And if we’re not that lucky?
This spew stoppage takes longer to reach a full closure; the subsequent cleanup may take a decade. The Gulf becomes a damaged sea for a generation. The oil slick leaks beyond the western Florida coast, enters the Gulfstream and reaches the eastern coast of the United States and beyond. Use your imagination for the rest of the damage. Monetary cost is now measured in the many hundreds of billions of dollars.
Federal deficit spending will certainly rise by tens, and maybe hundreds, of billions as emergency appropriations are directed at larger and larger efforts to clean up this mess. At the same time, federal and state revenues tied to Gulf-region businesses will fall…
We expect that the Federal Reserve will extend the timeframe that we have come to know as the “extended period” in the making of its monetary policy. We do not expect the Fed to raise interest rates at all for the rest of this year, and maybe well into next year. We expect to see the deterioration of the economic statistics for the US to reveal the onset of this oil-slick crisis in May, and the negative impact will intensify during the summer months. A “double-dip” recession probably has been made more likely by this tragedy.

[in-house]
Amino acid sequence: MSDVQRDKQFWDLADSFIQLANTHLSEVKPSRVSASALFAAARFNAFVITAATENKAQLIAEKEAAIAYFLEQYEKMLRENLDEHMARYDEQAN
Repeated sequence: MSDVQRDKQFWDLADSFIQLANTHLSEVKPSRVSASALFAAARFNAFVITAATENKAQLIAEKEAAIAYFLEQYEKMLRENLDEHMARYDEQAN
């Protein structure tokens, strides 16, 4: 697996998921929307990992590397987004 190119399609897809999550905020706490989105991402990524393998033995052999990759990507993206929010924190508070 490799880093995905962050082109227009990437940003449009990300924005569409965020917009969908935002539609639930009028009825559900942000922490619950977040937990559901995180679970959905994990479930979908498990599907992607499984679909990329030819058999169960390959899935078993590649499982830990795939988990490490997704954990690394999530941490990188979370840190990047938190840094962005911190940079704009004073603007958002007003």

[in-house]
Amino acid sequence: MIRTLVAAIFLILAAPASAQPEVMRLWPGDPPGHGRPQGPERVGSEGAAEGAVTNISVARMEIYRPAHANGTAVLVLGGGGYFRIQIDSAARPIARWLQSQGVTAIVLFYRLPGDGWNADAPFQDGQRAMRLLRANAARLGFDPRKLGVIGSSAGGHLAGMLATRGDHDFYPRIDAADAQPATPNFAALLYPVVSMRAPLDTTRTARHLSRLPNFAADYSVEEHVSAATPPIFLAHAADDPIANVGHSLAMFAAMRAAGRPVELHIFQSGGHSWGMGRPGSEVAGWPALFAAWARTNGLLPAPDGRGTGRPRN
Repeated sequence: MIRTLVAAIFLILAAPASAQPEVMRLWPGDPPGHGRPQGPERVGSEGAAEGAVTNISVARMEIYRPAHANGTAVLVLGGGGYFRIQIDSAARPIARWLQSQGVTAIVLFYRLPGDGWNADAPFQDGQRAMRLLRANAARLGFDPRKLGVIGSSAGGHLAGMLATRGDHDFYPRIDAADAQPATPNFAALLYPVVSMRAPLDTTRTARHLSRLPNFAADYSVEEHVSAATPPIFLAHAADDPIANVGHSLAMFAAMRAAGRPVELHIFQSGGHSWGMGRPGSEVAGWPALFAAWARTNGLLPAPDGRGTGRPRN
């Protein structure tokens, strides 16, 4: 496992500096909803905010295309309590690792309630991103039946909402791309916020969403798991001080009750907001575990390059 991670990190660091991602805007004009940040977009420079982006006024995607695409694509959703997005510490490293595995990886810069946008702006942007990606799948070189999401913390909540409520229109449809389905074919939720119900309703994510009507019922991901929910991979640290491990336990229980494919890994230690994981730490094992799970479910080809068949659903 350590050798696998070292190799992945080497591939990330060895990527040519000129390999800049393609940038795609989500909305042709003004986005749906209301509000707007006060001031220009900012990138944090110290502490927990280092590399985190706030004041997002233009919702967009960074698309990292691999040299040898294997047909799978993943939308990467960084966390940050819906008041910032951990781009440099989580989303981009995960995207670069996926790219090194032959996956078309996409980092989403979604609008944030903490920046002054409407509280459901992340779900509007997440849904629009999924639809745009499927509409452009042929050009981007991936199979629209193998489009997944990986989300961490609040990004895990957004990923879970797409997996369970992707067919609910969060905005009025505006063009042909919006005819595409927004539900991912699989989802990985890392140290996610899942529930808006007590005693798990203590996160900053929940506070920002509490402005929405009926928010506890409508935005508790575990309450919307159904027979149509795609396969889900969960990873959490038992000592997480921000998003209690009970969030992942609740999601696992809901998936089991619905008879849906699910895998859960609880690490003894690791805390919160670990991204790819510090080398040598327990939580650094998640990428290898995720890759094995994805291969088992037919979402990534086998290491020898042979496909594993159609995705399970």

So the question is now, who is responsible? Obama says BP will foot the bill, but currently BP is only legally liable for $75 million. Which is a tiny fraction of its $6.08 billion in profits from last quarter. Which leads Cobey Beck to ask:
Would any free market supporters like to defend this thinly veiled example of corporate welfare?